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亚洲五月六月丁香缴情_蔓草社区_色爱AV综合区_久久视热在线视频精品23

时间: 2019年12月09日 08:46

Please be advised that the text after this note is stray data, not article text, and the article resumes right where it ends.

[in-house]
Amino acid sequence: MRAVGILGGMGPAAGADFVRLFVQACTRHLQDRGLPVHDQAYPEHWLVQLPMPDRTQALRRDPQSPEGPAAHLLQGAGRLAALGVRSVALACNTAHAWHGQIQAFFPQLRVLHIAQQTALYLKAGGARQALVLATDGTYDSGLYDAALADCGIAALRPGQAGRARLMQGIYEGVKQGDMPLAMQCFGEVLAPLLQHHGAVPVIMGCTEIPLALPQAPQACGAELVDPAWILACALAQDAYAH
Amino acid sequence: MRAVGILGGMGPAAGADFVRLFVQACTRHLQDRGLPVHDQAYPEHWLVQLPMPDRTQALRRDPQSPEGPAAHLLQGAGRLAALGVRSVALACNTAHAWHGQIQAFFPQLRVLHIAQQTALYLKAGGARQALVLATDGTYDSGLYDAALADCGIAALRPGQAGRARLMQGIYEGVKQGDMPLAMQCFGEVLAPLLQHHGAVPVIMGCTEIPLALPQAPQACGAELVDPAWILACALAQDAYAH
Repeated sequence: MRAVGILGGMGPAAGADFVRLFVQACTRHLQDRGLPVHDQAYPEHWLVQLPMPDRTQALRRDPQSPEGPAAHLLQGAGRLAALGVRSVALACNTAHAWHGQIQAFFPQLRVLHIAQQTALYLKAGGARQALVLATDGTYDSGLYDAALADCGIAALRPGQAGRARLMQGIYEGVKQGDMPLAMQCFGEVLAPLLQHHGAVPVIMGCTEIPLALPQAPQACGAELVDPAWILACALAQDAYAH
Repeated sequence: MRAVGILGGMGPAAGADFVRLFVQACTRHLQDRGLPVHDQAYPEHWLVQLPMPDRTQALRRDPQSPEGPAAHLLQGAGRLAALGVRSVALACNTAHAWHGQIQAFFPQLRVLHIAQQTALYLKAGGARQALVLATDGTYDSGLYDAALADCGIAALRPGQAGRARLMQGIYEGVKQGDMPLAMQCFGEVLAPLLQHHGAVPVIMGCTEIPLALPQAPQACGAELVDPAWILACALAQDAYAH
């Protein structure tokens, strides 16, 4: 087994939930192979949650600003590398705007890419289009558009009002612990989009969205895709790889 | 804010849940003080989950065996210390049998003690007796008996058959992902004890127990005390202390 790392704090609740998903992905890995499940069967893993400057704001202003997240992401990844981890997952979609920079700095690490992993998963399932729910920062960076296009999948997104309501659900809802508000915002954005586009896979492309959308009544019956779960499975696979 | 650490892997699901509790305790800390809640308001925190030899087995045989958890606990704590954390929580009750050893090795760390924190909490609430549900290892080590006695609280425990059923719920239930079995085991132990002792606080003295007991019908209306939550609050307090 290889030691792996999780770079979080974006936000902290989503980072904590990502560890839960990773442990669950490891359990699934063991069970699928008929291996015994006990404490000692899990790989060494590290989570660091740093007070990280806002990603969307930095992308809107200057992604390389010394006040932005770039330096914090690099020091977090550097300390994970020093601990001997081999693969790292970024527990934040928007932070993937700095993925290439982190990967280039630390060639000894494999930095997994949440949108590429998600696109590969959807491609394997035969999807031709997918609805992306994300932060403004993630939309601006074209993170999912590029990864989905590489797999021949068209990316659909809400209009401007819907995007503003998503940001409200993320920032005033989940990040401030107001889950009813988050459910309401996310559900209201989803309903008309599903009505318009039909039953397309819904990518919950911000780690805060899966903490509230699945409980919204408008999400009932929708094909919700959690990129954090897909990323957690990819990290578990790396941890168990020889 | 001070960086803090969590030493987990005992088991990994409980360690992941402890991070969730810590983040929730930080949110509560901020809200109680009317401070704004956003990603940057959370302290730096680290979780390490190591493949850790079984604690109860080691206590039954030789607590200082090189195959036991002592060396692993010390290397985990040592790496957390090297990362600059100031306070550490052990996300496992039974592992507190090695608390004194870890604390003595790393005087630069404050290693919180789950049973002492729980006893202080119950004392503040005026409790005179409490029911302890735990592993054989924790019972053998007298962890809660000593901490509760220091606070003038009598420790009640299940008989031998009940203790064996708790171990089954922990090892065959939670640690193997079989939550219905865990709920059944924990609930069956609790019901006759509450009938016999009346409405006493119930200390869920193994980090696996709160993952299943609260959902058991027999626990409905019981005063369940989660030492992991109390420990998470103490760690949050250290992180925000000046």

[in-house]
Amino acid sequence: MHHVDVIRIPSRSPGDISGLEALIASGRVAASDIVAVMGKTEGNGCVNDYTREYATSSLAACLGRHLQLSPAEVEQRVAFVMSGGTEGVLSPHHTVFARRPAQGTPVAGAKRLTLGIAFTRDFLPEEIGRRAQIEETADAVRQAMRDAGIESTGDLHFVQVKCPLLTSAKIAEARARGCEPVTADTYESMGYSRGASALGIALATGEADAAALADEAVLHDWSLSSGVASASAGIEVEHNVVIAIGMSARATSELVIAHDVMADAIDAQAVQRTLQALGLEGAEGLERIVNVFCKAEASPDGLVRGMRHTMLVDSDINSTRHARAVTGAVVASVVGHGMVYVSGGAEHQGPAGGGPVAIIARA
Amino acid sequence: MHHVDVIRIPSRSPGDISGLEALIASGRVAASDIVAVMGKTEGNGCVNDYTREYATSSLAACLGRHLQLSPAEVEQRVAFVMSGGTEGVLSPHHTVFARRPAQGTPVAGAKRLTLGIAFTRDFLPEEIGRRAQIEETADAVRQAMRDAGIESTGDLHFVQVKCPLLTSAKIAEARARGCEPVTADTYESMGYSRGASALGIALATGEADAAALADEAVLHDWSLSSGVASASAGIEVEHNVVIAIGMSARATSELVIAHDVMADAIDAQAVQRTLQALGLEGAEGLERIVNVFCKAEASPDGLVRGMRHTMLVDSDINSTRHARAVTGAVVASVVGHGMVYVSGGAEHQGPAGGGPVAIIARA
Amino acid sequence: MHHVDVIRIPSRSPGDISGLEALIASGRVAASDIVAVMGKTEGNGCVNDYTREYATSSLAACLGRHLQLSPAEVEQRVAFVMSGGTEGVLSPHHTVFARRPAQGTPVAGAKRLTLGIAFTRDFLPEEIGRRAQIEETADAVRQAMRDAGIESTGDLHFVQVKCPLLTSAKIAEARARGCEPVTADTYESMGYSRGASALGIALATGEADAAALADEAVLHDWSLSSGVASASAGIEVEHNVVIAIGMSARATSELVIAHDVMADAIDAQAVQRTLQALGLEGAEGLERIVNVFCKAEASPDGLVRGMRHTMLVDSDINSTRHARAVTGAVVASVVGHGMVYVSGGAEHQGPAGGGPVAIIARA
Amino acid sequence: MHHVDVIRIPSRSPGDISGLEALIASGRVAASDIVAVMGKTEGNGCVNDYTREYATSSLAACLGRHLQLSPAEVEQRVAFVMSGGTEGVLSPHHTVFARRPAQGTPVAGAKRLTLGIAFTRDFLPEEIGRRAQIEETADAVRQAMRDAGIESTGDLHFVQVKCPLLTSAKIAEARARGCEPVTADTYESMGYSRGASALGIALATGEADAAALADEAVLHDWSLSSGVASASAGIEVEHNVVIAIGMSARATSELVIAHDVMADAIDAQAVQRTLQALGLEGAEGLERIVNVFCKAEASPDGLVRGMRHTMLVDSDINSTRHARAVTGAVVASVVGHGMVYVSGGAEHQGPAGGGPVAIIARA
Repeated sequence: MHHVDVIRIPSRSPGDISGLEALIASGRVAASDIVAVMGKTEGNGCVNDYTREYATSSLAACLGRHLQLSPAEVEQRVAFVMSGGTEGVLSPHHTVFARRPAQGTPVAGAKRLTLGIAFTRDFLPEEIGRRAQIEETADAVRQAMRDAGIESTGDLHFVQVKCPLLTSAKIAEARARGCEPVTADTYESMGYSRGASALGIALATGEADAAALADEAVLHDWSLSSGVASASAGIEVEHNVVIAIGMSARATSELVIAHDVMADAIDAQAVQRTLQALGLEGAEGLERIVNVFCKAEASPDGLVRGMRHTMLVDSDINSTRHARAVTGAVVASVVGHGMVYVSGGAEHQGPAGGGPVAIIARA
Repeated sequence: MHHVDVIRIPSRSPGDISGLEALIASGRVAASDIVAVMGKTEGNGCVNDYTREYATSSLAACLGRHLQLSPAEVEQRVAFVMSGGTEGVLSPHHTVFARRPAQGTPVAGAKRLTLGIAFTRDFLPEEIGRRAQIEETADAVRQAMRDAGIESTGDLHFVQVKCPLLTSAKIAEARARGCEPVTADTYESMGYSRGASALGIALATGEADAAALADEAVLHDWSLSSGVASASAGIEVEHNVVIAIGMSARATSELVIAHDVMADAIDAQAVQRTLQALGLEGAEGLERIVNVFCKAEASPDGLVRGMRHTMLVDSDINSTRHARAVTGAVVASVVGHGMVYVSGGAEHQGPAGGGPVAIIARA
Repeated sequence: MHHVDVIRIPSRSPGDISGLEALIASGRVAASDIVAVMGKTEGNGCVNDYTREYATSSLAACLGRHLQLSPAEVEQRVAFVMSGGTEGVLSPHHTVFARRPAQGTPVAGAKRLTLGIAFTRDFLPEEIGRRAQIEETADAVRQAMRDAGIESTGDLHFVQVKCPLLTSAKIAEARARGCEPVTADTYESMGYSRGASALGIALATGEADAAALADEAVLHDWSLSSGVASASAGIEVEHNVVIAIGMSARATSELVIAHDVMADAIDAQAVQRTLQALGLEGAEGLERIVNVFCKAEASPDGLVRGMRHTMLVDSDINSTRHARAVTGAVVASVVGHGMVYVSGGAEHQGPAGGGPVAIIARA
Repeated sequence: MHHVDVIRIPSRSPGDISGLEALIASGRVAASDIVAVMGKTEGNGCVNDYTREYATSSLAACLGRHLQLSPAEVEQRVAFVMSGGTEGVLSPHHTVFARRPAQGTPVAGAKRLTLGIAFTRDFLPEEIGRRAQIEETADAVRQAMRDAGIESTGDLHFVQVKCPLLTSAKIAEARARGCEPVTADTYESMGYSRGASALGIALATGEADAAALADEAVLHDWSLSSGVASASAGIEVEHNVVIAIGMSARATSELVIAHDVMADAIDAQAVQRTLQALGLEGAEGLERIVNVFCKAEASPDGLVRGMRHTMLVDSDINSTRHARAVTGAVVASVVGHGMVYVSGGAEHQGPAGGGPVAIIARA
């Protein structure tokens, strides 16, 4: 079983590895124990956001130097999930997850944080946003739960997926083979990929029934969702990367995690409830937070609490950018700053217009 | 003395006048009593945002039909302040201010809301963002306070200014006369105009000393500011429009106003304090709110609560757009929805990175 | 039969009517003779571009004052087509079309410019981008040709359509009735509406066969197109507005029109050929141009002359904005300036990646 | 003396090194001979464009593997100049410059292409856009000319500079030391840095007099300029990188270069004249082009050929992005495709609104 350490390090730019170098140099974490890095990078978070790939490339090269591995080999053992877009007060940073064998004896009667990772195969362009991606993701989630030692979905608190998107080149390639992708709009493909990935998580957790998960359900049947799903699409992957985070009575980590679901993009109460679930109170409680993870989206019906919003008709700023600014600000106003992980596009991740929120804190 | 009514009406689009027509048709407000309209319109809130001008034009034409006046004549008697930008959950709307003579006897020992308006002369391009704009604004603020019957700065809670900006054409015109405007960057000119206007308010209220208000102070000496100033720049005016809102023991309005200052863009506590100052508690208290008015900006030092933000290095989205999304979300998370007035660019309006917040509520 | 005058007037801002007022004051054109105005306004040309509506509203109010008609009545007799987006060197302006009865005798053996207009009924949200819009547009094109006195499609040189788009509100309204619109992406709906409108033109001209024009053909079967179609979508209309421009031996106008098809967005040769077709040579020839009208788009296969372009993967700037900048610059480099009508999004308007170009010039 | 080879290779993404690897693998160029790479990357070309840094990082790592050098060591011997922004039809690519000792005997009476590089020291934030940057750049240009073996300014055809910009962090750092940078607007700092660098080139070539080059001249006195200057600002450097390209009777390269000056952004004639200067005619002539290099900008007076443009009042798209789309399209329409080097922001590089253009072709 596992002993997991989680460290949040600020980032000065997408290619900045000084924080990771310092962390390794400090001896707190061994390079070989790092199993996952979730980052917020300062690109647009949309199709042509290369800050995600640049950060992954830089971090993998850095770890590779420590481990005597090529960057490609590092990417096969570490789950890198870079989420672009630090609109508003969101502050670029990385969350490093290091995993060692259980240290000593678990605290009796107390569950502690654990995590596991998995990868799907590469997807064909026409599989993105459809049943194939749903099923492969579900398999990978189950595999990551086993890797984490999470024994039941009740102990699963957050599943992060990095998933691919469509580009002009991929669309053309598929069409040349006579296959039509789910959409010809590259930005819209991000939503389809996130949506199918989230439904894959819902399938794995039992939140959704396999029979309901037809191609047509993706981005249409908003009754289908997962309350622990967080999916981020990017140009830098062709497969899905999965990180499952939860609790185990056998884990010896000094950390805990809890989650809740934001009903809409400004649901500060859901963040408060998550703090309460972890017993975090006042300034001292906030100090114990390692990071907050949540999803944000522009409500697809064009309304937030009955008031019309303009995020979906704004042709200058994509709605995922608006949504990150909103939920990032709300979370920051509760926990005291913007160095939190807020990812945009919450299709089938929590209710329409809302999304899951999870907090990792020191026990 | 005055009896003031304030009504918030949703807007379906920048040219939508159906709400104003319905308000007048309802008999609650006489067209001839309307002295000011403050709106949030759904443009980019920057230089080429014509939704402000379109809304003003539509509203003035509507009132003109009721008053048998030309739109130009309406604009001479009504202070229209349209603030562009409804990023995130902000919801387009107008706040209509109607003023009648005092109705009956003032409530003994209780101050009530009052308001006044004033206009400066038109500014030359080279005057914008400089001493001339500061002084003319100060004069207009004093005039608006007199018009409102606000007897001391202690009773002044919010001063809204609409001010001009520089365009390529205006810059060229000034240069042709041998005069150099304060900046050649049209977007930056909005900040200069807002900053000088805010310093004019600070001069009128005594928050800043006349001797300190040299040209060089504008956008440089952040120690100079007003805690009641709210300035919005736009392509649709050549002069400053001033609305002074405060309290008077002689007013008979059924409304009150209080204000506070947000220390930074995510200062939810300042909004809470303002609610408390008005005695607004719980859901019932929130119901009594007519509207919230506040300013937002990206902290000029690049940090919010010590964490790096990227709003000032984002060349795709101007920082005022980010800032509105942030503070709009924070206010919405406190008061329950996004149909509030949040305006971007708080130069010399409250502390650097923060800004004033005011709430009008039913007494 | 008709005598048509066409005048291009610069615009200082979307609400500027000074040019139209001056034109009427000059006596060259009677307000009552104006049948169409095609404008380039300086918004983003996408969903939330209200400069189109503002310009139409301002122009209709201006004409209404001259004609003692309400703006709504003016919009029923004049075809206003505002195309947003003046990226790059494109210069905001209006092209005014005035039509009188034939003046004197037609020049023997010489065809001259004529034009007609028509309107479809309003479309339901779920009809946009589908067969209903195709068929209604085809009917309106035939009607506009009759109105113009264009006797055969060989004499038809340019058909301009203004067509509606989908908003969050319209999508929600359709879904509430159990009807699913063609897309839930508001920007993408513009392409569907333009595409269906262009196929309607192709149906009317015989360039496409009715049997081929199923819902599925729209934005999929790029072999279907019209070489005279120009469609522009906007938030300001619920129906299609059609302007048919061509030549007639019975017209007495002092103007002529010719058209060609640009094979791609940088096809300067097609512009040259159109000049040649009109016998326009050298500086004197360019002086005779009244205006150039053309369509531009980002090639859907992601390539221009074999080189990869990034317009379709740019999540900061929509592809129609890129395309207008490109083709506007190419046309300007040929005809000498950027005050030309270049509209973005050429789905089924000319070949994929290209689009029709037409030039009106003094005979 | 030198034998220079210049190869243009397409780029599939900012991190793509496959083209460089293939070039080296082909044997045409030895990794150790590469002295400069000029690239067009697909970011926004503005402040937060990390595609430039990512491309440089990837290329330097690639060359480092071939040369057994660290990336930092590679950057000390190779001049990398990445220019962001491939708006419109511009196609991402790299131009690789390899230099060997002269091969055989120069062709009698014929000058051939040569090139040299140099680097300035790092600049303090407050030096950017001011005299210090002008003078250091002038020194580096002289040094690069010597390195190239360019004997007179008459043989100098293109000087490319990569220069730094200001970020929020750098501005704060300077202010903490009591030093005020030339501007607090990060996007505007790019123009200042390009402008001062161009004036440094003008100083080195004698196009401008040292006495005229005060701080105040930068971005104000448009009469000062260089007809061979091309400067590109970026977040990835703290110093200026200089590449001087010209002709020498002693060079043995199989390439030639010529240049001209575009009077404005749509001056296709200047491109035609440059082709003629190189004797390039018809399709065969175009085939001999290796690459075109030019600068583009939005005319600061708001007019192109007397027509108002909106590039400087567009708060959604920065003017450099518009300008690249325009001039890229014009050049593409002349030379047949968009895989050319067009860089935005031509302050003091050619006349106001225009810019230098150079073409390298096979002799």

HE latter part of the summer, 1763, there came a man to Mount Holly who hadpreviously published a printed advertisement that at a certain public-house he would show many wonderful operations, which were therein enumerated. At theappointed time he did, by sleight of hand, perform sundry things which appearedstrange to the spectators. Understanding that the show was to be repeated thenext night, and that the people were to meet about sunset, I felt an exerciseon that account. So I went to the public-house in the evening, and told the manof the house that I had an inclination to spend a part of the evening there;with which he signified that he was content. Then, sitting down by the door, Ispoke to the people in the fear of the Lord, as they came together, concerningthis show, and laboured to convince them that their thus assembling to seethese sleight-of-hand tricks, and bestowing their money to support men who, inthat capacity, were of no use to the world, was contrary to the nature of theChristian religion. One of the company endeavoured to show by arguments thereasonableness of their proceedings herein; but after considering some texts ofScripture and calmly debating the matter he gave up the point. After spendingabout an hour among them, and feeling my mind easy, I departed. � At another time he said, "My draught seemed strongest towards the north, andI mentioned in my own Monthly Meeting, that attending the Quarterly Meeting atYork, and being there, looked like home to me."Fifth day night. -- Having repeated consented to take medicine, but withouteffect, the Friend then waiting on him said through distress, "What shall I donow?" He answered with great composure, "Rejoice evermore, and in everythinggive thanks"; but added a little after, "This is something hard to come at."On sixth day morning he broke forth early in supplication on this wise: "OLord, it was Thy power that enabled me to forsake sin in my youth, and I havefelt Thy bruises for disobedience, but as I bowed under them Thou healedst me,continuing a father and a friend; I feel Thy power now, and I beg that in theapproaching trying moment Thou wilt keep my heart steadfast unto Thee." On hisgiving directions to a Friend concerning some little things, she said, "I willtake care, but hope thou wilt live to order them thyself." He replied, "My hopeis in Christ, and though I may seem a little better, a change in the disordermay soon happen, and my little strength be dissolved, and if it so happen Ishall be gathered to my everlasting rest." On her saying she did not doubtthat, but could not help mourning to see so many faithful servants removed atso low a time, he said, "All good cometh from the Lord, whose power is thesame, and He can work as He sees best." The same day he had directions givenabout wrapping his corpse; perceiving a Friend to weep, he said, "I wouldrather thou wouldst guard against weeping for me, my sister; I sorrow not,though I have had some painful conflicts, but now they seem over, and matterswell settled; and I look at the face of my dear Redeemer, for sweet is Hisvoice, and His countenance is comely."First day, 4th of Tenth Month. -- Being very weak and in general difficult tobe understood, he uttered a few words in commemoration of the Lord's goodness,and added, "How tenderly have I been waited on in this time of affliction, inwhich I may say in Job's words, tedious days and 'wearisome nights areappointed to me'; and how many are spending their time and money in vanity andsuperfluities, while thousands and tens of thousands want the necessaries of life, who might be relieved by them, and their distress at such a time as thisin some degree softened by the administering of suitable things."Second day morning. -- The apothecary, who appeared very anxious to help him,being present, he queried about the probability of such a load of matter beingthrown off his weak body; and the apothecary making some remarks implying hethought it might, he spoke with an audible voice on this wise: "My dependenceis on the Lord Jesus, who I trust will forgive my sins, which is all I hopefor; and if it be His will to raise up this body again, I am content; and if todie, I am resigned; but if thou canst not be easy without trying to assistnature, I submit." After this, his throat was so much affected that it was verydifficult for him to speak so as to be understood, and he frequently wrote whenhe wanted anything. About the second hour on fourth day morning he asked forpen and ink, and at several times, with much difficulty, wrote thus: "I believemy being here is in the wisdom of Christ; I know not as to life or death."About a quarter before six the same morning he seemed to fall into an easysleep, which continued about half an hour, when, seeming to awake, he breatheda few times with more difficulty, and expired without sigh, groan, or struggle. � In transacting the affairs of the discipline, his judgment was sound andclear, and he was very useful in treating with those who had done amiss; hevisited such in a private way in that plainess which truth dictates, showinggreat tenderness and Christian forbearance. He was a constant attender of ourYearly Meeting, in which he was a good example and particularly useful,assisting in the business thereof with great weight and attention. He severaltimes visited most of the meetings of Friends in this and the neighbouringprovinces, with the concurrence of the Monthly Meeting to which he belonged,and we have reason to believe he did good service therein, generally or alwaysexpressing at his return how it had fared with him and the evidence of peace inhis mind for thus performing his duty. He was often concerned with otherFriends in the important service of visiting families, which he was enabled togo through to satisfaction. At the end of my presidency, I picked a few special places to say goodbye and thanks to the American people. One of them was Chicago, where Hillary was born; where I all but clinched the Democratic nomination on St. Patricks Day 1992; where many of my most ardent supporters live and many of my most important domestic initiatives in crime, welfare, and education were proved effective; and, of course, where my parents went to live after the war. I used to joke with Hillary that if my father hadnt lost his life on that rainy Missouri highway, I would have grown up a few miles from her and we probably never would have met. My last event was in the Palmer House Hotel, scene of the only photo I have of my parents together, taken just before Mother came back to Hope in 1946. After the speech and the good-byes, I went into a small room where I met a woman, Mary Etta Rees, and her two daughters. She told me she had grown up and gone to high school with my mother, then had gone north to Indiana to work in a war industry, married, stayed, and raised her children. Then she gave me another precious gift: the letter my twenty-three-year-old mother had written on her birthday to her friend, three weeks after my fathers death, more than fifty-four years earlier. It was vintage Mother. In her beautiful hand, she wrote of her heartbreak and her determination to carry on: It seemed almost unbelievable at the time but you see I am six months pregnant and the thought of our baby keeps me going and really gives me the whole world before me. 亚洲五月六月丁香缴情_蔓草社区_色爱AV综合区_久久视热在线视频精品23 In the winter of 1762 I laid my prospects before my friends at our Monthlyand Quarterly, and afterwards at our General Spring Meeting; and having theunity of Friends, and being thoughtful about an Indian pilot, there came a manand three women from a little beyond that town to Philadelphia on business. At another time he said, "My draught seemed strongest towards the north, andI mentioned in my own Monthly Meeting, that attending the Quarterly Meeting atYork, and being there, looked like home to me."Fifth day night. -- Having repeated consented to take medicine, but withouteffect, the Friend then waiting on him said through distress, "What shall I donow?" He answered with great composure, "Rejoice evermore, and in everythinggive thanks"; but added a little after, "This is something hard to come at."On sixth day morning he broke forth early in supplication on this wise: "OLord, it was Thy power that enabled me to forsake sin in my youth, and I havefelt Thy bruises for disobedience, but as I bowed under them Thou healedst me,continuing a father and a friend; I feel Thy power now, and I beg that in theapproaching trying moment Thou wilt keep my heart steadfast unto Thee." On hisgiving directions to a Friend concerning some little things, she said, "I willtake care, but hope thou wilt live to order them thyself." He replied, "My hopeis in Christ, and though I may seem a little better, a change in the disordermay soon happen, and my little strength be dissolved, and if it so happen Ishall be gathered to my everlasting rest." On her saying she did not doubtthat, but could not help mourning to see so many faithful servants removed atso low a time, he said, "All good cometh from the Lord, whose power is thesame, and He can work as He sees best." The same day he had directions givenabout wrapping his corpse; perceiving a Friend to weep, he said, "I wouldrather thou wouldst guard against weeping for me, my sister; I sorrow not,though I have had some painful conflicts, but now they seem over, and matterswell settled; and I look at the face of my dear Redeemer, for sweet is Hisvoice, and His countenance is comely."First day, 4th of Tenth Month. -- Being very weak and in general difficult tobe understood, he uttered a few words in commemoration of the Lord's goodness,and added, "How tenderly have I been waited on in this time of affliction, inwhich I may say in Job's words, tedious days and 'wearisome nights areappointed to me'; and how many are spending their time and money in vanity andsuperfluities, while thousands and tens of thousands want the necessaries of life, who might be relieved by them, and their distress at such a time as thisin some degree softened by the administering of suitable things."Second day morning. -- The apothecary, who appeared very anxious to help him,being present, he queried about the probability of such a load of matter beingthrown off his weak body; and the apothecary making some remarks implying hethought it might, he spoke with an audible voice on this wise: "My dependenceis on the Lord Jesus, who I trust will forgive my sins, which is all I hopefor; and if it be His will to raise up this body again, I am content; and if todie, I am resigned; but if thou canst not be easy without trying to assistnature, I submit." After this, his throat was so much affected that it was verydifficult for him to speak so as to be understood, and he frequently wrote whenhe wanted anything. About the second hour on fourth day morning he asked forpen and ink, and at several times, with much difficulty, wrote thus: "I believemy being here is in the wisdom of Christ; I know not as to life or death."About a quarter before six the same morning he seemed to fall into an easysleep, which continued about half an hour, when, seeming to awake, he breatheda few times with more difficulty, and expired without sigh, groan, or struggle. From my lodgings I went to Burleigh Meeting, where I felt my mind drawn in aquiet, resigned state. After a long silence I felt an engagement to stand up,and through the powerful operation of divine love we were favoured with anedifying meeting. The next meeting we had was at Blackwater, and from thencewent to the Yearly Meeting at the Western Branch. When business began, somequeries were introduced by some of their members for consideration, and, ifapproved, they were to be answered hereafter by their respective MonthlyMeetings. They were the Pennsylvania queries, which had been examined by acommittee of Virginia Yearly Meeting appointed the last year, who made somealterations in them, one of which alterations was made in favour of a customwhich troubled me. � By the breaking in of enraged merciless armies, flourishing countries havebeen laid waste, great numbers of people have perished in a short time, andmany more have been pressed with poverty and grief. By the pestilence, peoplehave died so fast in a city, that, through fear, grief, and confusion, those inhealth have found great difficulty in burying the dead, even without coffins.